Lighting Research Center Lighting Research Center

Extracting More Light From LEDs (2007)

White LED

An LED’s efficiency is limited by its inability to extract some of the light generated by the chip’s active layer. One reason for this light loss is the refractive index mismatch between the chip and the surrounding medium. Some of the light bounces back rather than exiting the chip due to total internal reflection and Fresnel reflection. This light is then trapped and lost. Several methods can improve the light extraction efficiency, including higher index encapsulants, shaping the LED chip, and roughening the LED’s top surface.

The LRC conducted a two-part study. First, LRC researchers carried out an optical ray-tracing analysis to understand what factors influence light extraction from an LED chip. Second, they conducted a laboratory study to quantify the refractive indices of commercial encapsulants commonly used in LED applications and how they vary with temperature. (Learn more about the refractive index of encapsulants.)


LRC researchers used LightTools® software to model a commercially available, high-power GaN LED chip and simulate its package conditions, such as the refractive index and position of the encapsulant, the chip’s shape, the amount of surface roughening, and the substrate material. The LED’s extraction efficiency was calculated under different conditions. The simulation results matched well with those from previous studies.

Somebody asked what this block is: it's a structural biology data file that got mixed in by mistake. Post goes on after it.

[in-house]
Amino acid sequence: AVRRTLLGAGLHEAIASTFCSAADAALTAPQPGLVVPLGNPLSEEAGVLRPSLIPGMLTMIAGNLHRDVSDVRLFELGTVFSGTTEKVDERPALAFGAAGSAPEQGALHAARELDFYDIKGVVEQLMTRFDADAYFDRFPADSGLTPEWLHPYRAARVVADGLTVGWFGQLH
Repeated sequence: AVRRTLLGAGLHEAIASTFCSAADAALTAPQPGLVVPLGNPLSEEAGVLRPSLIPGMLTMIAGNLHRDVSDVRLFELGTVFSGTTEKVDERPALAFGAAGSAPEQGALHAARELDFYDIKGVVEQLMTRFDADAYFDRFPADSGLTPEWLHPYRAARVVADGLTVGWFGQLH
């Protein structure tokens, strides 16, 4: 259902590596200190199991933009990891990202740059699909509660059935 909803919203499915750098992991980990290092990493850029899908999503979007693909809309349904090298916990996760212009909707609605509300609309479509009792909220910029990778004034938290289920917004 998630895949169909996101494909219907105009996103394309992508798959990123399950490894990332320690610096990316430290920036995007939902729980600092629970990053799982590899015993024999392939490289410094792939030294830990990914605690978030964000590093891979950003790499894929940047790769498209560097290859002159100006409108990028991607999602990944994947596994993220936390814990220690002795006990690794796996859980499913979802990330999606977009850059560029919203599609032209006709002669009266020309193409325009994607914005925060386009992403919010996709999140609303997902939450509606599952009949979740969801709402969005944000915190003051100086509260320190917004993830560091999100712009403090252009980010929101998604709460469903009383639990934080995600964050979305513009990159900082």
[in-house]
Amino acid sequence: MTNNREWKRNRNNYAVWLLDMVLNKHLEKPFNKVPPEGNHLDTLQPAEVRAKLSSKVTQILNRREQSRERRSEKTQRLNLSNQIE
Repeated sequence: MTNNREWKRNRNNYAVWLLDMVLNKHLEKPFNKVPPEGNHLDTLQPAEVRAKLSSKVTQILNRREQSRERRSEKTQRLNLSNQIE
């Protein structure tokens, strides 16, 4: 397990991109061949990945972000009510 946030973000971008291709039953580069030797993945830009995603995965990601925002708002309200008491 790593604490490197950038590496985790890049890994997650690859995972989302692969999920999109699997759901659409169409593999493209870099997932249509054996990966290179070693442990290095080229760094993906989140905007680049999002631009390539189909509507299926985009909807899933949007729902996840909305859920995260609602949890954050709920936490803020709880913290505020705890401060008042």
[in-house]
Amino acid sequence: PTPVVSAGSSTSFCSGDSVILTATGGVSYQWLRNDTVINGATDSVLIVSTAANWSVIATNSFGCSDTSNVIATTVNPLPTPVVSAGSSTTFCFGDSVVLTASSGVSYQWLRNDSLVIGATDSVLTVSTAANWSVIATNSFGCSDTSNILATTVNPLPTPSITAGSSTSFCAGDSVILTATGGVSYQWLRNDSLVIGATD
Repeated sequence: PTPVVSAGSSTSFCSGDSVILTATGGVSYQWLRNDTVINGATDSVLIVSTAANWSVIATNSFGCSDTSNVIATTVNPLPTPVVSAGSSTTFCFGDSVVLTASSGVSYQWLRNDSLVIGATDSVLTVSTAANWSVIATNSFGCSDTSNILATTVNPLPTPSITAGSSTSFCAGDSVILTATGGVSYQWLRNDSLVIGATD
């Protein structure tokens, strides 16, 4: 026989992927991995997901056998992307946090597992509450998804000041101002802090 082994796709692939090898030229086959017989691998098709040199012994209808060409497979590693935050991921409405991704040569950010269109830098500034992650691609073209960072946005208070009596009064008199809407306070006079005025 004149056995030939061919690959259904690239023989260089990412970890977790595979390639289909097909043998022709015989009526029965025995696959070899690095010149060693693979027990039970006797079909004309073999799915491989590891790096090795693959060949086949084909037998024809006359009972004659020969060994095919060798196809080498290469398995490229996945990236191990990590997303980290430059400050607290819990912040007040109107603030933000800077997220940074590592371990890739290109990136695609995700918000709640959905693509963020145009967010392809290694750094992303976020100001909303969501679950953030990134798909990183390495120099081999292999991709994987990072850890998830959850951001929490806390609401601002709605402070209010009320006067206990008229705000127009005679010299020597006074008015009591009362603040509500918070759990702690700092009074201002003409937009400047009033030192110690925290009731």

Simulation results Extraction efficiency for three chips as a function of encapsulant refractive index with and without top surface roughening.



An Abbe Refractometer was used to study the refractive indices of three types of epoxies and two types of silicone materials. These commercial encapsulants are commonly marketed for LED applications.

Measurement results Refractive index change as a function of temperature of several commercial epoxies and silicone materials commonly used as LED encapsulants.

Optical ray tracing analysis showed:

  • Using encapsulants with higher refractive indices, shaping the chip, or roughening the surface can improve extraction efficiency.
  • Increasing the encapsulant’s refractive index usually is more effective at improving extraction efficiency than chip shaping and surface roughening. However, in practice, it is difficult to find transparent encapsulants with a high index of refraction.
  • LEDs with silcon-carbon (SiC) substrates show greater efficiency improvement than sapphire substrates when surface roughening and encapsulant refractive index changes are applied.

Measured values from the laboratory experiments showed that:

  • Epoxies have higher refractive indices than silicone materials. While there are silicone materials on the market with higher refractive indices, the mechanical properties of these may not be suitable for LED packaging.
  • Refractive index decreases with increases in temperature.

Project Summary Sheet pdf logo


Corning Incorporated
New York State Foundation for Science, Technology, and Innovation (NYSTAR)

Rensselaer Polytechnic Institute
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